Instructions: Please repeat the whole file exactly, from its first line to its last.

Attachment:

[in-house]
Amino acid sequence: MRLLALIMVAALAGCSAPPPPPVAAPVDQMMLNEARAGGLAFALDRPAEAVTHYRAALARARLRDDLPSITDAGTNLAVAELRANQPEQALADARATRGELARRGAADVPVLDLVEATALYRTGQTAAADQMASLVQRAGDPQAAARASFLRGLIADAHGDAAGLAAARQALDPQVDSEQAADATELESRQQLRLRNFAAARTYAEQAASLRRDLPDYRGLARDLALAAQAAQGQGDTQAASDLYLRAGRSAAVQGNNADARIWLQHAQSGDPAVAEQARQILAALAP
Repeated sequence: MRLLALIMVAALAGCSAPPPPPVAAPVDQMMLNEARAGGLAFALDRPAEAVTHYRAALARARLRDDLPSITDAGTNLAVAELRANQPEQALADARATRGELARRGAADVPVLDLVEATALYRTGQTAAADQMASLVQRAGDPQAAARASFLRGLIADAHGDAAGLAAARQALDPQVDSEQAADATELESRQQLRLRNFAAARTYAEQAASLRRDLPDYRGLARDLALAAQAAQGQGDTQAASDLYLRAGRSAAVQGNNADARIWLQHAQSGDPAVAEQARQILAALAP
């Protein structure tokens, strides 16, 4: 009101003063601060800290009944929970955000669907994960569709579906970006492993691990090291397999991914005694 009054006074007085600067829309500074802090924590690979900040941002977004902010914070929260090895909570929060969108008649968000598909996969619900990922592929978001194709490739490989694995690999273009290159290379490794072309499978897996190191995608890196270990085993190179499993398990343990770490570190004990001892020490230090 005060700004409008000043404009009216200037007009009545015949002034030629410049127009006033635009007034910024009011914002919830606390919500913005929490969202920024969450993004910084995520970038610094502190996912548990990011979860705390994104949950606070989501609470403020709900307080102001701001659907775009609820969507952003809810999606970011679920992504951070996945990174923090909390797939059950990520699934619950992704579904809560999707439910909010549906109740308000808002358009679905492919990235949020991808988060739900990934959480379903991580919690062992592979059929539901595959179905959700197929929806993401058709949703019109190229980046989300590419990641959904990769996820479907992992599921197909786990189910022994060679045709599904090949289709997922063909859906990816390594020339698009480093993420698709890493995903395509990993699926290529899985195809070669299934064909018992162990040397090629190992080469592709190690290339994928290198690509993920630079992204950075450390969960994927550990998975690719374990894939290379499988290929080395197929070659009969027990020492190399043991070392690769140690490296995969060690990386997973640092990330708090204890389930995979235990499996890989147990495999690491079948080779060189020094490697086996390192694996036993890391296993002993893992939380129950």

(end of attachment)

[in-house]
Amino acid sequence: MRLLALIMVAALAGCSAPPPPPVAAPVDQMMLNEARAGGLAFALDRPAEAVTHYRAALARARLRDDLPSITDAGTNLAVAELRANQPEQALADARATRGELARRGAADVPVLDLVEATALYRTGQTAAADQMASLVQRAGDPQAAARASFLRGLIADAHGDAAGLAAARQALDPQVDSEQAADATELESRQQLRLRNFAAARTYAEQAASLRRDLPDYRGLARDLALAAQAAQGQGDTQAASDLYLRAGRSAAVQGNNADARIWLQHAQSGDPAVAEQARQILAALAP
Repeated sequence: MRLLALIMVAALAGCSAPPPPPVAAPVDQMMLNEARAGGLAFALDRPAEAVTHYRAALARARLRDDLPSITDAGTNLAVAELRANQPEQALADARATRGELARRGAADVPVLDLVEATALYRTGQTAAADQMASLVQRAGDPQAAARASFLRGLIADAHGDAAGLAAARQALDPQVDSEQAADATELESRQQLRLRNFAAARTYAEQAASLRRDLPDYRGLARDLALAAQAAQGQGDTQAASDLYLRAGRSAAVQGNNADARIWLQHAQSGDPAVAEQARQILAALAP
């Protein structure tokens, strides 16, 4: 009101003063601060800290009944929970955000669907994960569709579906970006492993691990090291397999991914005694 009054006074007085600067829309500074802090924590690979900040941002977004902010914070929260090895909570929060969108008649968000598909996969619900990922592929978001194709490739490989694995690999273009290159290379490794072309499978897996190191995608890196270990085993190179499993398990343990770490570190004990001892020490230090 005060700004409008000043404009009216200037007009009545015949002034030629410049127009006033635009007034910024009011914002919830606390919500913005929490969202920024969450993004910084995520970038610094502190996912548990990011979860705390994104949950606070989501609470403020709900307080102001701001659907775009609820969507952003809810999606970011679920992504951070996945990174923090909390797939059950990520699934619950992704579904809560999707439910909010549906109740308000808002358009679905492919990235949020991808988060739900990934959480379903991580919690062992592979059929539901595959179905959700197929929806993401058709949703019109190229980046989300590419990641959904990769996820479907992992599921197909786990189910022994060679045709599904090949289709997922063909859906990816390594020339698009480093993420698709890493995903395509990993699926290529899985195809070669299934064909018992162990040397090629190992080469592709190690290339994928290198690509993920630079992204950075450390969960994927550990998975690719374990894939290379499988290929080395197929070659009969027990020492190399043991070392690769140690490296995969060690990386997973640092990330708090204890389930995979235990499996890989147990495999690491079948080779060189020094490697086996390192694996036993890391296993002993893992939380129950």